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Read/Post Comments (3) | Recommend This Article (4)

Comments from our Foolish Readers

Help us keep this a respectfully Foolish area! This is a place for our readers to discuss, debate, and learn more about the Foolish investing topic you read about above. Help us keep it clean and safe. If you believe a comment is abusive or otherwise violates our Fool's Rules, please report it via the Report this Comment Report this Comment icon found on every comment.

  • Report this Comment On July 18, 2014, at 10:15 AM, HerrFreitag wrote:

    Sales in the first half increased 21%. Most of the sales this year came in the first quarter. Last year most of the sales were in the second quarter. Overall the company continues to grow. Orders are up sharply. This looks like a buying opportunity.

  • Report this Comment On July 18, 2014, at 7:02 PM, TMFMcKenna wrote:


    You're correct that when looking at the first half picture, revenue increased 21%. Net income also grew in a pro forma basis (taking AP&C out of the pic). This article was simply my reporting of the quarterly results. The analysis and my throughts will be included in the more throrough piece. Certainly, when looking at a smaller company that sells pricey products, it's important to keep the "lumpiness" factor in mind. That's why it's best to look at results with a wider lens. I like annual or rolling 12-month.

    So, while I won't comment on the "buying opportunity" statement now, I don't disagree with you that the most important factor (orders) looked solid here. That said, I wouldn't categorize orders as "up sharply." Orders received for the first half of 2014 were 16, and they were 13 for the first half of 2013.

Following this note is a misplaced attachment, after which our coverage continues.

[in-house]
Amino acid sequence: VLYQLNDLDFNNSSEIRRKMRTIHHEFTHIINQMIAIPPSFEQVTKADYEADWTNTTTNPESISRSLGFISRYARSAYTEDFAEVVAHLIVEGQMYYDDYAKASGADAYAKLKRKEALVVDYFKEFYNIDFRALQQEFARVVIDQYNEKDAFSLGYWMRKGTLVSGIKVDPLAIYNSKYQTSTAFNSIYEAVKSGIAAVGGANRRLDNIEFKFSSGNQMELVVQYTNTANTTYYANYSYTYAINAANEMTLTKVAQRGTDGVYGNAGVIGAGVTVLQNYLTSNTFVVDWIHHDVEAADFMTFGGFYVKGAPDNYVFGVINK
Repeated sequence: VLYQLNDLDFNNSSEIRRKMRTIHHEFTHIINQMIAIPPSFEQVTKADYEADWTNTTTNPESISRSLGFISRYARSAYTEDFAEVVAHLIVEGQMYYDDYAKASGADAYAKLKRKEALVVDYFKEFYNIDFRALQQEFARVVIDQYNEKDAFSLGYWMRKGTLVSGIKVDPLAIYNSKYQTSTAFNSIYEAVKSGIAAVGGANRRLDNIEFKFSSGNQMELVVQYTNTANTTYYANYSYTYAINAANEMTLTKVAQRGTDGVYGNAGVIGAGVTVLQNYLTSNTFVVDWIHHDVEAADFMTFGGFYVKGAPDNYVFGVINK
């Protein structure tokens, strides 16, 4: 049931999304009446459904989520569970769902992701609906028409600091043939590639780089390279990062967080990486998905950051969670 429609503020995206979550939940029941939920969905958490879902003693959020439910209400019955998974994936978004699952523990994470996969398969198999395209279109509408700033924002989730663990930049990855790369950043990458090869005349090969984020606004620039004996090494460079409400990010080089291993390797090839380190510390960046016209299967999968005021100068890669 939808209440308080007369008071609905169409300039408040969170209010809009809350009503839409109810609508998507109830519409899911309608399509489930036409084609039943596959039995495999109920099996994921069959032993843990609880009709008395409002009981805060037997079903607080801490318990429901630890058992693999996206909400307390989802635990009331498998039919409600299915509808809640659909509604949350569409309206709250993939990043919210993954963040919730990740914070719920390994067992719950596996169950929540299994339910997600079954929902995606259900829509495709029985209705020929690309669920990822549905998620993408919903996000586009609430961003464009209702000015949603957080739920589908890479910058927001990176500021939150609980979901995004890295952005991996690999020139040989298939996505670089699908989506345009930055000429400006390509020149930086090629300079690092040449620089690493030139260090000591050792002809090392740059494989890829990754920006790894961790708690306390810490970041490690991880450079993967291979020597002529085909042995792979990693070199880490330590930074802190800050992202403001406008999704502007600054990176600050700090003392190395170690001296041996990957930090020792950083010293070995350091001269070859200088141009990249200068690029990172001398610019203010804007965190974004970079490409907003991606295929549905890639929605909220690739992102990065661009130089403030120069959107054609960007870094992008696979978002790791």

Stay tuned -- and thanks for your comment.

    Beth McKenna

  • Report this Comment On July 18, 2014, at 8:14 PM, TMFMcKenna wrote:

    Hello HerrFreitag,

    You're correct that on a half year basis sales increased 21%. I might add that net income was also up for the half on a pro forma basis (adjusting for AP&C aquisition).

    This article was simply a reporting of the quarterly results as soon as we could bring them to readers. I always do an more thorough analysis, as well. However, that needs to be done after a conference call, as the calls are absolutely key in an analysis, IMO.

    I'm fully with your implication that simply looking at quarterly results in shortsighted. That's especially true of companies such as Arcam, which are smaller and sell relatively few numbers of pricey products. Quarterly results for such a company will be "lumpy" because just one or two sales shifted from one quarter to the next (for whatever reason) can greatly affect the year-over-year comparisons.

    While orders were up for both the quarter and the half, I'd not characterize them as up "sharply." There were 16 orders in the first half of this year vs. 13 in H1 2013. Steady growth for sure, but not strong.

    Thanks for your comment -- and I hope you'll read along with our coverage of Arcam and the other 3-D printing stocks.

    Beth McKenna